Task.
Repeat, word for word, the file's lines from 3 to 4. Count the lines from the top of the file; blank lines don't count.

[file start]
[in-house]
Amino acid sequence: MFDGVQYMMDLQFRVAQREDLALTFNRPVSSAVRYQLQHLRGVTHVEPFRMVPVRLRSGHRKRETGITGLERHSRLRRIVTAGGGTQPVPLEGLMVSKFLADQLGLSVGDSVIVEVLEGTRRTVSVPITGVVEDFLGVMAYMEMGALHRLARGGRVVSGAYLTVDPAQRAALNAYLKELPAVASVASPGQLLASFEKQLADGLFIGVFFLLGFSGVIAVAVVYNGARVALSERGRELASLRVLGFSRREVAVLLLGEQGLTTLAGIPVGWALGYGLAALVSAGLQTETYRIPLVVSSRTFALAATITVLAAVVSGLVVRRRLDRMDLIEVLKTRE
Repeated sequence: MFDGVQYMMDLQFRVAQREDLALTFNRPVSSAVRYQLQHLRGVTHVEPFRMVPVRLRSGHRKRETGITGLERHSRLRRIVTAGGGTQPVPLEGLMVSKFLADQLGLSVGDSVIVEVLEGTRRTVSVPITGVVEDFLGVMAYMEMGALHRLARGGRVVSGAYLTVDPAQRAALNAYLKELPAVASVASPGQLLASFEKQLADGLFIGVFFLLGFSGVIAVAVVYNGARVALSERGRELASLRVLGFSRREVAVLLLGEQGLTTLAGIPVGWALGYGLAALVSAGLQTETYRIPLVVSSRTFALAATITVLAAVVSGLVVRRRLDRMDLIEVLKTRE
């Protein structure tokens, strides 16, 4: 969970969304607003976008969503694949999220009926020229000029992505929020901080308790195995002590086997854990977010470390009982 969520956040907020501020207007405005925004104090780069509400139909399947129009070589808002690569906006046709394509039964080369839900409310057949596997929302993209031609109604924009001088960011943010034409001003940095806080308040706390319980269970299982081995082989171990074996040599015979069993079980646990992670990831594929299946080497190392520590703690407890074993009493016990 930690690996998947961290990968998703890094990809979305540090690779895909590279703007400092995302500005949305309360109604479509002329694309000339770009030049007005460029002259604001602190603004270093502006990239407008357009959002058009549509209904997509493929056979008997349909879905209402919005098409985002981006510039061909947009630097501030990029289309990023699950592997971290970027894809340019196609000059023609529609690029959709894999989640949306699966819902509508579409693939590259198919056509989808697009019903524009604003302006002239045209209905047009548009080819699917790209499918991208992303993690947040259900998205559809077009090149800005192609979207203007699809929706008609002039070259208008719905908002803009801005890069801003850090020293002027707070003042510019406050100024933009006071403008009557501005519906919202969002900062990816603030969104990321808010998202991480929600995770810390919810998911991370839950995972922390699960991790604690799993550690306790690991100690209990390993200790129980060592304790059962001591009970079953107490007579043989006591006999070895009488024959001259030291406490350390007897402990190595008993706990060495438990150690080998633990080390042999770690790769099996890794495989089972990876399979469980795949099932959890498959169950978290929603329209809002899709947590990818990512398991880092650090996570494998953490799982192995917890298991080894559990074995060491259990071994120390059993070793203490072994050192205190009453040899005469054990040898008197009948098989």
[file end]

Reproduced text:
Repeated sequence: MFDGVQYMMDLQFRVAQREDLALTFNRPVSSAVRYQLQHLRGVTHVEPFRMVPVRLRSGHRKRETGITGLERHSRLRRIVTAGGGTQPVPLEGLMVSKFLADQLGLSVGDSVIVEVLEGTRRTVSVPITGVVEDFLGVMAYMEMGALHRLARGGRVVSGAYLTVDPAQRAALNAYLKELPAVASVASPGQLLASFEKQLADGLFIGVFFLLGFSGVIAVAVVYNGARVALSERGRELASLRVLGFSRREVAVLLLGEQGLTTLAGIPVGWALGYGLAALVSAGLQTETYRIPLVVSSRTFALAATITVLAAVVSGLVVRRRLDRMDLIEVLKTRE
């Protein structure tokens, strides 16, 4: 969970969304607003976008969503694949999220009926020229000029992505929020901080308790195995002590086997854990977010470390009982 969520956040907020501020207007405005925004104090780069509400139909399947129009070589808002690569906006046709394509039964080369839900409310057949596997929302993209031609109604924009001088960011943010034409001003940095806080308040706390319980269970299982081995082989171990074996040599015979069993079980646990992670990831594929299946080497190392520590703690407890074993009493016990 930690690996998947961290990968998703890094990809979305540090690779895909590279703007400092995302500005949305309360109604479509002329694309000339770009030049007005460029002259604001602190603004270093502006990239407008357009959002058009549509209904997509493929056979008997349909879905209402919005098409985002981006510039061909947009630097501030990029289309990023699950592997971290970027894809340019196609000059023609529609690029959709894999989640949306699966819902509508579409693939590259198919056509989808697009019903524009604003302006002239045209209905047009548009080819699917790209499918991208992303993690947040259900998205559809077009090149800005192609979207203007699809929706008609002039070259208008719905908002803009801005890069801003850090020293002027707070003042510019406050100024933009006071403008009557501005519906919202969002900062990816603030969104990321808010998202991480929600995770810390919810998911991370839950995972922390699960991790604690799993550690306790690991100690209990390993200790129980060592304790059962001591009970079953107490007579043989006591006999070895009488024959001259030291406490350390007897402990190595008993706990060495438990150690080998633990080390042999770690790769099996890794495989089972990876399979469980795949099932959890498959169950978290929603329209809002899709947590990818990512398991880092650090996570494998953490799982192995917890298991080894559990074995060491259990071994120390059993070793203490072994050192205190009453040899005469054990040898008197009948098989």